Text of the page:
Planned Parenthood Gulf Coast meets reproductive care needs for people across southeast Texas.
For some women, it's the only available option within hundreds of miles to seek an abortion.
"We've been doing it for years, but now all of a sudden we have to say we're not able to, and instead, we're helping them get out of state," said Dr. Bhavik Kumar, a family physician at Planned Parenthood Gulf Coast.
For decades, conservatives in the state have chipped away at abortion access, and restrictions have shut down many clinics.
In 2021, Texas lawmakers effectively banned termination of pregnancy after six weeks, even though medical experts say most women won't know if they are pregnant during that time period.
They also passed more restrictions on medicated abortion, which typically uses two pills to end a pregnancy.
Dr. Kumar says the restrictive laws compromise his ability to provide safe and legal medical care.
"But now our hands are tied, and having to say no to somebody, especially when I have the medical training and the expertise to provide that care," Dr. Kumar said.
"We've got the team of nurses and the staff and the techs, everyone available to do what they need to make them feel better and to make all the other things in their life somewhat better, and we're not able to do that."
In a report, the University of Texas Policy Evaluation Project says the law's effect reduced abortions in the state by about 50% around 2,100 in September of 2021.
It also says there are only 24 facilities for a state of 29 million people, forcing many women to travel out to places as far away as Colorado.
Dr. Rebecca Cohen from the Comprehensive Women's Health Center in Denver says some women travel hours to seek abortion care, with up to 20% of their patients being from Texas on some days.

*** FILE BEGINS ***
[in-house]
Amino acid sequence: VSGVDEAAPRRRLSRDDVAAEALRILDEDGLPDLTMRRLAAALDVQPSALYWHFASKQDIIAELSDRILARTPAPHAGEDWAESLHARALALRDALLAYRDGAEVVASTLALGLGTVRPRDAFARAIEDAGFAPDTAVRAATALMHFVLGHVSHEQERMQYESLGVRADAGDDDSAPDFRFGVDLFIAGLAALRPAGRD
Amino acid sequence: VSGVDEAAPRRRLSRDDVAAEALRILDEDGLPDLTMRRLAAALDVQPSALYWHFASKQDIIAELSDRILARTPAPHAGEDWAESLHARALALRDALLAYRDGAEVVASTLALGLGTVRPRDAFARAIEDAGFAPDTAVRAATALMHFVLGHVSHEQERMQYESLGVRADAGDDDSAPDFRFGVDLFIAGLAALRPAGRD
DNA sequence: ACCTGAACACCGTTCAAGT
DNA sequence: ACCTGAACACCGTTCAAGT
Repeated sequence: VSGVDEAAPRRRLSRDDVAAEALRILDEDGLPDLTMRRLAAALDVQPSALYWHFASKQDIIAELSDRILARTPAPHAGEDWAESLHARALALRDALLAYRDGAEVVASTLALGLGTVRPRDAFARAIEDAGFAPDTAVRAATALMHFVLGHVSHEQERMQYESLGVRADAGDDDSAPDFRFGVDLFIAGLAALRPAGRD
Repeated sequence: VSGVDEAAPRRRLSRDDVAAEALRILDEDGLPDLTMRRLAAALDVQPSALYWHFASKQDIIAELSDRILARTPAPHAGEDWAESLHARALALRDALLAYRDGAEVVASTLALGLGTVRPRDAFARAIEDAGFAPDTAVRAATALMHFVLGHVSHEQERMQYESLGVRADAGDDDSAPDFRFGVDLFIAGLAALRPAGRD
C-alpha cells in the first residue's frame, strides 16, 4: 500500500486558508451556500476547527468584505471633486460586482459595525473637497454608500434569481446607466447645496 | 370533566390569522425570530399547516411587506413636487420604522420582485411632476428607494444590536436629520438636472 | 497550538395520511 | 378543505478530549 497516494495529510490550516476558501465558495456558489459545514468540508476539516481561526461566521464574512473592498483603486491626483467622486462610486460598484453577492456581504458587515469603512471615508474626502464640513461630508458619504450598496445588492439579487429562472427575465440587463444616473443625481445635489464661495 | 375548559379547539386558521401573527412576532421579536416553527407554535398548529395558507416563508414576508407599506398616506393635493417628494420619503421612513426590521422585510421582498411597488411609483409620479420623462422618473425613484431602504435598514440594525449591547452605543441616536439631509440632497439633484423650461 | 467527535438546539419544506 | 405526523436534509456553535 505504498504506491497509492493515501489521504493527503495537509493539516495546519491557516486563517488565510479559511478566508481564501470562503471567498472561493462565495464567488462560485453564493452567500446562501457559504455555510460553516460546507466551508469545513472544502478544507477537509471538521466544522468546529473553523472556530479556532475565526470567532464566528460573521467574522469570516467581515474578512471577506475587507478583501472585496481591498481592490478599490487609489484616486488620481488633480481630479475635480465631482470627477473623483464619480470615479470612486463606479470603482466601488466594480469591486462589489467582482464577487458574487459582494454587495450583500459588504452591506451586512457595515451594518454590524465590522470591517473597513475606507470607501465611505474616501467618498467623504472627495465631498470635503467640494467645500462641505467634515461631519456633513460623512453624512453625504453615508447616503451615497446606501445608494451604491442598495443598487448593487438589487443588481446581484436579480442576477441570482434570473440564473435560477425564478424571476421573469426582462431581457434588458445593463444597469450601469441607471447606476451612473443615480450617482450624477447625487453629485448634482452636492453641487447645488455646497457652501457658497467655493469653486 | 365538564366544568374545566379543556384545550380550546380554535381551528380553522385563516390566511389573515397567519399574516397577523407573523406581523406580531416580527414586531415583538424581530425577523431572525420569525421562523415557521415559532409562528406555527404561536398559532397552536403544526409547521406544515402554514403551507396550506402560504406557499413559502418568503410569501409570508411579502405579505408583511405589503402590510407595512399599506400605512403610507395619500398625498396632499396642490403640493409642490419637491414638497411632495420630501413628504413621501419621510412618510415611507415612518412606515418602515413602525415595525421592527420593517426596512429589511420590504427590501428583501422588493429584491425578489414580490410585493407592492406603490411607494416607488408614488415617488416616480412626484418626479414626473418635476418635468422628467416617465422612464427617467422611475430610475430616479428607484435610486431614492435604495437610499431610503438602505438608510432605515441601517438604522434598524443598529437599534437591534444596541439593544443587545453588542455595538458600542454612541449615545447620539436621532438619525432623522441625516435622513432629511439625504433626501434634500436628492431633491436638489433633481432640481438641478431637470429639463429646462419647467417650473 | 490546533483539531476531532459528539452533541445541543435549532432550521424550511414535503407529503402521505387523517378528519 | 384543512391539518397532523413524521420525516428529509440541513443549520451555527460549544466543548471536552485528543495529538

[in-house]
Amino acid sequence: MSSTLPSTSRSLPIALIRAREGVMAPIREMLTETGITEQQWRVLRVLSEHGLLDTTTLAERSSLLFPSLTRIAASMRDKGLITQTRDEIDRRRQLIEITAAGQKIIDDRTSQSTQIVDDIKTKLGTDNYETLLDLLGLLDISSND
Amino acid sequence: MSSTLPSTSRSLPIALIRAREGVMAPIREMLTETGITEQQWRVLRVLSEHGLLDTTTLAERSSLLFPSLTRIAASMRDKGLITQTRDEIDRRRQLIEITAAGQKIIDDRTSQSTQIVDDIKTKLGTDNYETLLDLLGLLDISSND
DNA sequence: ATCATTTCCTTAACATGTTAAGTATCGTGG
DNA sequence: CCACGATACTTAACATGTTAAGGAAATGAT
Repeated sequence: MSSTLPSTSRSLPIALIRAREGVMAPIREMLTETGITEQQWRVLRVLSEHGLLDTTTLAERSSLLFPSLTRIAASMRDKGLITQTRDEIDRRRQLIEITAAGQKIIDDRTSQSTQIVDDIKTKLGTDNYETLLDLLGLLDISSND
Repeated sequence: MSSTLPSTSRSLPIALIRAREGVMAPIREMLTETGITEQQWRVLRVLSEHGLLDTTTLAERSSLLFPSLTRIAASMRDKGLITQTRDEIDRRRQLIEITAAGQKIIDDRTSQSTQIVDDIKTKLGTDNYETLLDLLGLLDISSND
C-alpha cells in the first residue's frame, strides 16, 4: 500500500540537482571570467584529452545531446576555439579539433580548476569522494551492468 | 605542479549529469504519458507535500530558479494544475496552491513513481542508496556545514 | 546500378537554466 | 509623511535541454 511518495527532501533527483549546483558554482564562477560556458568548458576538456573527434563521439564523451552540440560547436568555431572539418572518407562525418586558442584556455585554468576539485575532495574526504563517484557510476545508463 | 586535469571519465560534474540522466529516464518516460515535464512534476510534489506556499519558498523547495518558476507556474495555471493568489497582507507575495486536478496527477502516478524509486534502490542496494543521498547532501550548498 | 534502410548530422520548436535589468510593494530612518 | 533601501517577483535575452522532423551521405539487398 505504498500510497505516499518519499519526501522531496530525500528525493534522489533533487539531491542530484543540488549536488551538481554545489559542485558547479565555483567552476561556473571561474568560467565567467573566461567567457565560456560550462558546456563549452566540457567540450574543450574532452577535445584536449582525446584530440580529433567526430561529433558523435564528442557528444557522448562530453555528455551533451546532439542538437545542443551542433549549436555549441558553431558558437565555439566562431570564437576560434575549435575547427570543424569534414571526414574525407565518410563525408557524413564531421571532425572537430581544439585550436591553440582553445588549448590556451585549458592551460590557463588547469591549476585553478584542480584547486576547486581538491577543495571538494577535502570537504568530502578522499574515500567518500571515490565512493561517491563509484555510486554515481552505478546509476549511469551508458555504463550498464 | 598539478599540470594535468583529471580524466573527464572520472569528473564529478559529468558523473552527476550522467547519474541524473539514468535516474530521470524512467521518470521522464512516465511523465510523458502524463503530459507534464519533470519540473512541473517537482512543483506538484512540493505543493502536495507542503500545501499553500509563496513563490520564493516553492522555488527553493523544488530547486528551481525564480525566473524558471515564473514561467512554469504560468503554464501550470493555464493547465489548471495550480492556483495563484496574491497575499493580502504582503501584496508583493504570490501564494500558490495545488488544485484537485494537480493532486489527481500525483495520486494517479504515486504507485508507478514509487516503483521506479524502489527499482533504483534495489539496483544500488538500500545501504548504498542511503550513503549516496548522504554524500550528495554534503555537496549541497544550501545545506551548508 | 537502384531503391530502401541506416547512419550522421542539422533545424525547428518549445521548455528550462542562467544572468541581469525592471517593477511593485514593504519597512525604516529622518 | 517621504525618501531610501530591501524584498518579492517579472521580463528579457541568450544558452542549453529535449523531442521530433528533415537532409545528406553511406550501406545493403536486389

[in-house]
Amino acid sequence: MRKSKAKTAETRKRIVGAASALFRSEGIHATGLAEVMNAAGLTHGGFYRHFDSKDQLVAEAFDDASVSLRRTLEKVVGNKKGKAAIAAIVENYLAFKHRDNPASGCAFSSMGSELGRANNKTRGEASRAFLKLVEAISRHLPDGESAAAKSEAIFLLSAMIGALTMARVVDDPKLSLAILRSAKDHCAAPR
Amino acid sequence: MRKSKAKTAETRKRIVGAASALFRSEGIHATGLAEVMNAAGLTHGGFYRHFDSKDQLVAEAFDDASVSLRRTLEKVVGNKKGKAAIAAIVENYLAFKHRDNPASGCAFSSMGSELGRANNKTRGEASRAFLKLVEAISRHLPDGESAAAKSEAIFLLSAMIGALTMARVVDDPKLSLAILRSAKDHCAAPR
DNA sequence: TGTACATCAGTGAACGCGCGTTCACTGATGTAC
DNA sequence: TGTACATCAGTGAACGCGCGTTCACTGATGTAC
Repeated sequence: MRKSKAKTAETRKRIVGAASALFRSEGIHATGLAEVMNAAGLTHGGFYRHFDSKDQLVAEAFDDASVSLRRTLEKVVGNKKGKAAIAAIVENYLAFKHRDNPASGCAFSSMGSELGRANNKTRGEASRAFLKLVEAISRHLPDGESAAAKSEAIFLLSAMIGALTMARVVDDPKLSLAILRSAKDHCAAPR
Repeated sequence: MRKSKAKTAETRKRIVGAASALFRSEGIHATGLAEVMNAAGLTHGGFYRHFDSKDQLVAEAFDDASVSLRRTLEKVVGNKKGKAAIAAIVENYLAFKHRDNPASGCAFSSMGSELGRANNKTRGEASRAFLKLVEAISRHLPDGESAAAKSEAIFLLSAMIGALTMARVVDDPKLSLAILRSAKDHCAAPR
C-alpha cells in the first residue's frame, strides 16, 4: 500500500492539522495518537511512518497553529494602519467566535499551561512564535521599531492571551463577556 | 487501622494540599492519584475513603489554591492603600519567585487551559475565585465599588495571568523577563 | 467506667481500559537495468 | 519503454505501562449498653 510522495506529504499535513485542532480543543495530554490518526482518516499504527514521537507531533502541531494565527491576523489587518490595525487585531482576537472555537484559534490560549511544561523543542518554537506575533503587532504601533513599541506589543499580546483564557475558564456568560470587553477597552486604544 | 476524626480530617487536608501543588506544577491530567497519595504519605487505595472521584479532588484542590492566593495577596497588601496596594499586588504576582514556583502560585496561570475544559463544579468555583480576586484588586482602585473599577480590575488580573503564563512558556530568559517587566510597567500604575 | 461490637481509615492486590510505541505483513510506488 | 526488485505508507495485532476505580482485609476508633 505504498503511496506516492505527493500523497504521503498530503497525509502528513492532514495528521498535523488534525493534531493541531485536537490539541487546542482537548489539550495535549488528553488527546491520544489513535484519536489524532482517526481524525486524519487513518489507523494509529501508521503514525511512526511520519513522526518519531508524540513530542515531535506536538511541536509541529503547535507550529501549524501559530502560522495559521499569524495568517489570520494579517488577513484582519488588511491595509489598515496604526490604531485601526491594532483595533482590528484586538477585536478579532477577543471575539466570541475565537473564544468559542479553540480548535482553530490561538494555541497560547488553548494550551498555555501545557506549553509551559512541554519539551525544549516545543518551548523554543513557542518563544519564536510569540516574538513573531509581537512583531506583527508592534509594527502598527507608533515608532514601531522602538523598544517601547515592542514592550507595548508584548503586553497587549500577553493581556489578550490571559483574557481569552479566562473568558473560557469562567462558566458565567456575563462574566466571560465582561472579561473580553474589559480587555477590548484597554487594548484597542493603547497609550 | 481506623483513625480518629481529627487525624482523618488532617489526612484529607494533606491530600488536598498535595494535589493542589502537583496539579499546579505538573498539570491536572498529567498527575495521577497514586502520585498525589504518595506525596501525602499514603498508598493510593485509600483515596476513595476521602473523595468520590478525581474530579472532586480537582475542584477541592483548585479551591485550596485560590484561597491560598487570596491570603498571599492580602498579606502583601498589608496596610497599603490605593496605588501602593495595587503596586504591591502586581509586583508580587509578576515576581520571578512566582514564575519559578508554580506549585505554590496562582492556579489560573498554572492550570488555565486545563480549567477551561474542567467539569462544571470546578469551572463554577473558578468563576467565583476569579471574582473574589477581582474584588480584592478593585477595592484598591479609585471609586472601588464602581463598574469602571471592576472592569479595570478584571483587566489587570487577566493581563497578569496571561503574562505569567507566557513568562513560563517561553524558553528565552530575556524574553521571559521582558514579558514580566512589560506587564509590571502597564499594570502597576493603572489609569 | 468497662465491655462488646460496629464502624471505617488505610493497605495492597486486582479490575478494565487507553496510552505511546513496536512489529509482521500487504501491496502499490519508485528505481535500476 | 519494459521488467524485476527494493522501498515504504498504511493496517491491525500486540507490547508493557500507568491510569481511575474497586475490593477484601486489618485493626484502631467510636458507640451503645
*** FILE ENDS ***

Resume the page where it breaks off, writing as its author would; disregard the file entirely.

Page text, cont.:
The demand surge has lengthened wait times, as other surrounding states are following the Texas law.
"As hard as it is to kind of look to the horizon and see the tsunami, we know that it's coming," Dr. Cohen said.
The wave reproductive health providers expect is that the conservative-leaning Supreme Court could overturn Roe v. Wade, the landmark decision which legalized abortion.
"We know what happens when abortion is banned," Dr. Kuma said. "We know that people will continue to need access to this care, so we're not going anywhere. We'll continue this fight. But I think and what I hope will come out of this is more people will understand how critical abortion access is for people's health care and for families and for communities, and that we will begin to turn the tide the other way."
It'll be an uphill struggle for abortion rights in Texas, as anti-abortion conservative Republicans dominate the legislature.
The Texas laws have also created an underground network of sorts, with many legal funds and confidential logistical operations, to help women without the means find abortion clinics out of state and help them travel there, or to help women find access to medicated abortion.
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